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Oregon Annulment and Prohibited Marriage Laws

Annulment vs. Divorce

While annulment and divorce both accomplish the same thing in the end, they take different routes to get there. While divorce ends a marriage, with all the complex legal agreements that come with separating one household into two, an annulment states that the marriage was never valid, to begin with. 

Void Marriages

Void marriages are marriages that are prohibited by law, and cannot be ratified or made valid. In Oregon, void marriages include:

  • Marriage to a first cousin or closer relative
  • Bigamy
  • Polygamy 

Voidable Marriages

Avoidable marriage is when a party was incapable of entering into or consenting to marriage.  Voidable marriages are valid and legal but can be declared void under certain circumstances, ​such as cohabitation after the condition is discovered or cured. 

Grounds for Voidable Marriages in Oregon

  • One or both spouses under age 18
  • Spouse unable to consent to marriage due to mental incapacity or incompetence, or
  • Marriage consent obtained by force or fraud.

What Happens When an Underage Spouse Reaches 18?

While the fact that one or both spouses were underage at the time of marriage constitutes grounds for an annulment, if the spouses continue to freely live together after both have reached the age of consent, a claim for annulment will be waived.

Can Fraud Be Waived?

Although fraud is grounds for an annulment, fraud can be waived under certain circumstances. In a situation where fraud would be sufficient for an annulment, if the innocent spouse discovers the fraud and does not immediately separate and live apart from the offending spouse, the fraud may be considered to have been waived, and that the innocent spouse ratified the marriage, preventing an annulment on fraud grounds.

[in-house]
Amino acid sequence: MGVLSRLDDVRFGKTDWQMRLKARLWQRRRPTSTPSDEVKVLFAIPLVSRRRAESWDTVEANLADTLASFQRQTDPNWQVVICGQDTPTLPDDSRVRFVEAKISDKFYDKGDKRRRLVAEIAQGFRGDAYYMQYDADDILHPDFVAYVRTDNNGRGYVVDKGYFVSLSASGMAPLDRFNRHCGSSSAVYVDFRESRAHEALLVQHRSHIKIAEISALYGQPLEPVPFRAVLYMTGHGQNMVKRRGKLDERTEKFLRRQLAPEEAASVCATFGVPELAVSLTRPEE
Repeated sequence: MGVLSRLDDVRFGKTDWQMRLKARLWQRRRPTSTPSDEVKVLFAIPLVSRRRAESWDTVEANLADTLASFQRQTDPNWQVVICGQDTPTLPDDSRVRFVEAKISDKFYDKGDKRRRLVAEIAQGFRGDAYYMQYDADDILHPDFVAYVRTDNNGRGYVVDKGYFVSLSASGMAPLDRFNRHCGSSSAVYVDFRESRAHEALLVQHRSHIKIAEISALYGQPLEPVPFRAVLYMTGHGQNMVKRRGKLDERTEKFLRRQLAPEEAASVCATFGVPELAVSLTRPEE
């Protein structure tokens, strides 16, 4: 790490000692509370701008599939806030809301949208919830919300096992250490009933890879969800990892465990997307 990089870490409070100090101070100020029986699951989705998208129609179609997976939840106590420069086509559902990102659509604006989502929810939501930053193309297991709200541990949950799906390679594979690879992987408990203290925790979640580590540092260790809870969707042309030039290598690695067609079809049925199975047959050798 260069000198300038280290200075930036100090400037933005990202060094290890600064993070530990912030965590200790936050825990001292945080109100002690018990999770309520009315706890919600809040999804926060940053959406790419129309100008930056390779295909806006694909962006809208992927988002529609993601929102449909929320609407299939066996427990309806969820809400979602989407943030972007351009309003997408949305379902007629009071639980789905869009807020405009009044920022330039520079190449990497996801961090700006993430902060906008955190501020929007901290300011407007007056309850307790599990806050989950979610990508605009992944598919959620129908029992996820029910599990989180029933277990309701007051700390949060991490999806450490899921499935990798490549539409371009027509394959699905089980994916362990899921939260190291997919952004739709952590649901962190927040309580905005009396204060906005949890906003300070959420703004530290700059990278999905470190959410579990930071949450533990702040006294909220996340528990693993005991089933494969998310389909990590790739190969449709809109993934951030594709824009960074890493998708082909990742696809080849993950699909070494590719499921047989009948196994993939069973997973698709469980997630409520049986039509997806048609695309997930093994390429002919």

Consequences of Annulment

If a marriage is annulled, both parties lose all rights enjoyed as a married couple but are also free to marry again without going through the divorce process. Legal rights that can be lost as a result of annulment include:

  • Marital property rights: No permission is needed to sell or lease any property that is owned solely by one former partner.
  • Succession rights: Neither party is legally entitled to a share in their former partner’s estate if he or she dies.
  • Spousal support, maintenance, or alimony: Courts will not award any financial support to either party. However, child support may be awarded.
  • Father’s guardian rights to a child: Fathers are only given guardian rights if they can prove a reasonable belief that the marriage ceremony was valid. Under Oregon law, unmarried fathers have no right to be in their child’s or children’s lives without taking legal action, although both parents may formalize paternity by naming the father as such on the child’s birth certificate, or signing an acknowledgment of paternity. 

Procedure to File for Annulment

Just like in the case of divorce, to file for an annulment in Oregon the marriage must have happened there or at least one spouse must live in Oregon for at least six months before filing.

The petitioner must establish grounds for an annulment. The county clerk provides the appropriate annulment papers, and there are two separate annulment packets, depending on whether there are any minor children involved. The forms must be completed in duplicate, with one copy going to the spouse, and the other staying with the petitioner. 

All documents, except the summons, are filed with the county clerk. The petitioner must sign up for a parenting class if there are minor children.

Someone other than the petitioner must serve the annulment paperwork to the spouse, such as the sheriff, professional process server, or a friend who is at least 18. A missing spouse may be served by an alternative means of service, such as service by publication. Failing to issue a response results in a default judgment in favor of the petitioner. 

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